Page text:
“Art of the Doll” is an exhibit held at this year’s State Fair. Nineteen local doll artists had works on display, providing a variety of interpretations on the form.
Dolls have always been a part of our culture. What separates the art doll from the mass-produced toy is what makes this art form so provocative.
Art dolls are a response to the conventional doll, in an art-for-art’s sake manner.
These dolls are unique and not made for play. These dolls aren’t picture-perfect images, either. They are not created for children to idolize. They are not perfect. In fact, more often than not, art dolls look very little like people.
Yet, there is more life, beauty, and humanity in these art dolls than most contemporary art, and certainly more than any toy doll.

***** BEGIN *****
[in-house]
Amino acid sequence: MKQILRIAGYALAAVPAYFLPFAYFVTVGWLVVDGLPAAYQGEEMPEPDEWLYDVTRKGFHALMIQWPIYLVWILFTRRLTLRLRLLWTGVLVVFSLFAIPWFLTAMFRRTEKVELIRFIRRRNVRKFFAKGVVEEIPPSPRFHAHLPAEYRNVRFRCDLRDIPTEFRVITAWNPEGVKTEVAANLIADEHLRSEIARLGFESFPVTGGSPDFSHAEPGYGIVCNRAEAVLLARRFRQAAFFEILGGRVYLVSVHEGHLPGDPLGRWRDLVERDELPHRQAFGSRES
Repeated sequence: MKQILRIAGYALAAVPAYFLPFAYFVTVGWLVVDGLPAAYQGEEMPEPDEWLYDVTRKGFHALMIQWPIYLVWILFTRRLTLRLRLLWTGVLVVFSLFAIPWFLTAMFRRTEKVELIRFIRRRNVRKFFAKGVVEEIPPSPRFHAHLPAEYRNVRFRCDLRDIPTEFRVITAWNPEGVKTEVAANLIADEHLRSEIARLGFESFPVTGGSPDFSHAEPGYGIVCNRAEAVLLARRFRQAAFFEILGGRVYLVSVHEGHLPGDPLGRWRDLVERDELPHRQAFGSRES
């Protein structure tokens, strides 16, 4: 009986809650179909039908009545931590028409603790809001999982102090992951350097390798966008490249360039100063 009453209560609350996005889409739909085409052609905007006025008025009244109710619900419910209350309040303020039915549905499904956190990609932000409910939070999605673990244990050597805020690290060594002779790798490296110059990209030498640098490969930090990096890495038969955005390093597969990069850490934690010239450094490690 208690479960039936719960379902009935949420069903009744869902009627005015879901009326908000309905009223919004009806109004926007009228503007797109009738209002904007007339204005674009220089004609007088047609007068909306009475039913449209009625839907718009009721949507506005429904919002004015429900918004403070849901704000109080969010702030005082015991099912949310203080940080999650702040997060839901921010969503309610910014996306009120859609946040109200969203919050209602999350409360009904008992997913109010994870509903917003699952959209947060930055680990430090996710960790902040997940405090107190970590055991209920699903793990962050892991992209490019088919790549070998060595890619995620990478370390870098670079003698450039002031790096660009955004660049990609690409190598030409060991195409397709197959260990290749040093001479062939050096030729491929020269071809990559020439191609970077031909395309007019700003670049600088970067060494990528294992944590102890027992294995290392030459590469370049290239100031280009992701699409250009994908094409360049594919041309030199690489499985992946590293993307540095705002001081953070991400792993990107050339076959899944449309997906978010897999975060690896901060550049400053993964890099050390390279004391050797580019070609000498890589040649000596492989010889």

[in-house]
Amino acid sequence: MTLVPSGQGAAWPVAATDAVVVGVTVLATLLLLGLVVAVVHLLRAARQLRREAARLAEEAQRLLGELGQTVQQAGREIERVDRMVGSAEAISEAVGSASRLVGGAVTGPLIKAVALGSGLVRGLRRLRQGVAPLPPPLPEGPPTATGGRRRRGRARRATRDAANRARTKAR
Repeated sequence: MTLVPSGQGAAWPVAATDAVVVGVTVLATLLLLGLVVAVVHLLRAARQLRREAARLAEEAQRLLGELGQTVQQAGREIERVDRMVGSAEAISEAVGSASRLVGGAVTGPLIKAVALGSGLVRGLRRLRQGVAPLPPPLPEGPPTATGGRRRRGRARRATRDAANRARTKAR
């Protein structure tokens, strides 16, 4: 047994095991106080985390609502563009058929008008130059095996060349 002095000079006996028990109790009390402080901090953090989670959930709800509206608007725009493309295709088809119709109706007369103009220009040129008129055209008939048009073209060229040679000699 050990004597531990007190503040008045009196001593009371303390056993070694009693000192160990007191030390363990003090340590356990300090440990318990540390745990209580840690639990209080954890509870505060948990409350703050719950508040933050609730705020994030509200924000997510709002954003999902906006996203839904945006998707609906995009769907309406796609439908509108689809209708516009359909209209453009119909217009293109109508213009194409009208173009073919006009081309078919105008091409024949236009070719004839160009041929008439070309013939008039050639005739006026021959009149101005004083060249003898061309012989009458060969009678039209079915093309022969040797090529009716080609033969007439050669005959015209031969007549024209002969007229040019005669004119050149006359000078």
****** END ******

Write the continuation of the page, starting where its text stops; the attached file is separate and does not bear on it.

Many of the artists behind “Art of the Doll” have great stories behind their work.
A trip to Alaska’s Mendenhall glacier inspired Geralyn Sorenson’s “Glacier Dancer,” an intricate work that took 60 hours to create.
Barb Kobe created the exhibit’s masterpiece, “Gaia Contemplating Her Earth Self,” as a response to the Gulf spill and other environmental issues.
Kate McEvoy discovered her inner artist through ‘playing’ with her art dolls, which are later given to its ‘true owner.’
The combination of work and play-and connecting to one’s inner child in doing so-make McEvoy’s creative process a brilliant theory for the art form.